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What factors do courts look at when deciding child custody?

Pennsylvania parents who are in the midst of a child custody battle will usually want to know what their chances are of winning. In order to evaluate the strengths and merits of a child custody case in this regard, family law attorneys will generally look at the same factors that the courts will look at. This article will discuss the most essential factors courts review in deciding these kinds of cases.

First and foremost, the most paramount factor in any child custody case relates to the best interest of the child. No matter what the facts are of the situation, Pennsylvania courts will always seek to make a decision that ensures the well-being of the child and/or children involved in the matter. Keeping this in mind, courts will then look at a number of other factors.

For example, Pennsylvania courts will want to evaluate how capable a parent will be of caring for his or her child financially. For example, does the parent have sufficient income to provide for medical care, shelter, food and clothing? Courts will also want to determine how capable a parent is of physically caring for the child. In other words, does a parent have any health issues — be they mental or physical — that would prevent the parent from being able to easily take care of the child?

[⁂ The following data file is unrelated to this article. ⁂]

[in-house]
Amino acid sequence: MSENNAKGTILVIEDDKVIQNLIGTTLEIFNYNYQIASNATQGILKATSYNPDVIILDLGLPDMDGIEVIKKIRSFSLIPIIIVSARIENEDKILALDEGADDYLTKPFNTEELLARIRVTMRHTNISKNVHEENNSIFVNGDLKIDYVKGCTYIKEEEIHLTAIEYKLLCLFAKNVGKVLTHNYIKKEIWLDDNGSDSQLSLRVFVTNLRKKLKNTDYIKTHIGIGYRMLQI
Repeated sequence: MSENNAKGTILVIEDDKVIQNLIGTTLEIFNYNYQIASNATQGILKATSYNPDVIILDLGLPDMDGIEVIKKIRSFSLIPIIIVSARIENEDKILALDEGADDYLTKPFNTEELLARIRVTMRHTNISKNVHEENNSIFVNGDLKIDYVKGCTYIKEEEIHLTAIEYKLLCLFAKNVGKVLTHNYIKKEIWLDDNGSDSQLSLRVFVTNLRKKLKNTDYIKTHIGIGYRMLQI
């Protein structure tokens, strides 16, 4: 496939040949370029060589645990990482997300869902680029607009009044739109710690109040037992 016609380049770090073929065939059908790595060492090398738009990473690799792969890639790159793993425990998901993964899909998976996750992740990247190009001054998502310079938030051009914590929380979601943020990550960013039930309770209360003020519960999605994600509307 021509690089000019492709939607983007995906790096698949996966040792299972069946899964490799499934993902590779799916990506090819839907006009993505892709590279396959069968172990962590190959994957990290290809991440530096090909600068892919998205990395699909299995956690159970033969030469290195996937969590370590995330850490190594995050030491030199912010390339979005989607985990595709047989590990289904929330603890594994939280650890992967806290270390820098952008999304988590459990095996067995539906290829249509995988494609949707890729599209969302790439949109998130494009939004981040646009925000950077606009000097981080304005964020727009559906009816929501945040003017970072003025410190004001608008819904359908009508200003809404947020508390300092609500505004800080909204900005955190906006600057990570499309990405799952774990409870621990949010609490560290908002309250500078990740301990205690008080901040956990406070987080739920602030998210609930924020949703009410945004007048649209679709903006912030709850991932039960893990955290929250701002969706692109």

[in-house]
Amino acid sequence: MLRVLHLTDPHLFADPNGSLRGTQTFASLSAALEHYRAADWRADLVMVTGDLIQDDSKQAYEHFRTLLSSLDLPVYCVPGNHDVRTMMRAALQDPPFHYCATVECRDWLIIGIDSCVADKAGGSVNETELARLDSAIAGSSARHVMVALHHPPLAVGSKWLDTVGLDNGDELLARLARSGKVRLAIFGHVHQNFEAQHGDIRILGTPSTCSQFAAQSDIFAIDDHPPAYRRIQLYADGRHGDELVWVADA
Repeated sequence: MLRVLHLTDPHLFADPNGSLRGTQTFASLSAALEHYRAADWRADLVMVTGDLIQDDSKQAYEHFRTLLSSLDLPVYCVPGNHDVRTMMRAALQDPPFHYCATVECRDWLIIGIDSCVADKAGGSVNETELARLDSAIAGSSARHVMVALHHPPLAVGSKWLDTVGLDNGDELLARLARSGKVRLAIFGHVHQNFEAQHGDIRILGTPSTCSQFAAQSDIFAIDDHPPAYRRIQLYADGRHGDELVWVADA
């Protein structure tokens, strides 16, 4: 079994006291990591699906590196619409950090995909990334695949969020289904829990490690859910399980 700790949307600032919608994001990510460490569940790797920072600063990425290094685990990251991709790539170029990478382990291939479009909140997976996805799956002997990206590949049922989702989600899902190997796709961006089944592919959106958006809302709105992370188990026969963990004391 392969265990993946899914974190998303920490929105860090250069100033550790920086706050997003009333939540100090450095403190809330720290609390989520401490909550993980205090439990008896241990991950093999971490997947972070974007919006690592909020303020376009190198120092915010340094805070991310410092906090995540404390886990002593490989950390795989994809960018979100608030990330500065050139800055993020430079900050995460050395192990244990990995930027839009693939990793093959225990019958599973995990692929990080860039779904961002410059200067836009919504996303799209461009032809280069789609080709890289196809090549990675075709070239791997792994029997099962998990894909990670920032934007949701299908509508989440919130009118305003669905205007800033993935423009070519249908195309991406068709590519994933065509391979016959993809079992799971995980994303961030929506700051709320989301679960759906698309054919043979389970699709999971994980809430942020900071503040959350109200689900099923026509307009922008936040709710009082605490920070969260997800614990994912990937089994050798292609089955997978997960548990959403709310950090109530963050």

Courts will also look at the health condition of the child, the parent's employment, which parent the child prefers to live with if the child is 12 years of age or older, whether the parents have an emotional bond, what both parents want for the child; the parent's willingness to foster a relationship between the child and the other parent, the quality of life enjoyed by the child while the parents were together and other factors on a case-by-case basis.

Since children are our most precious possessions, Pennsylvania parents will want to put their best foot forward during child custody litigation proceedings. One way of doing that is to hire the services of a qualified legal counselor.

Source: FindLaw, "Getting Custody FAQ," accessed Feb. 19, 2016

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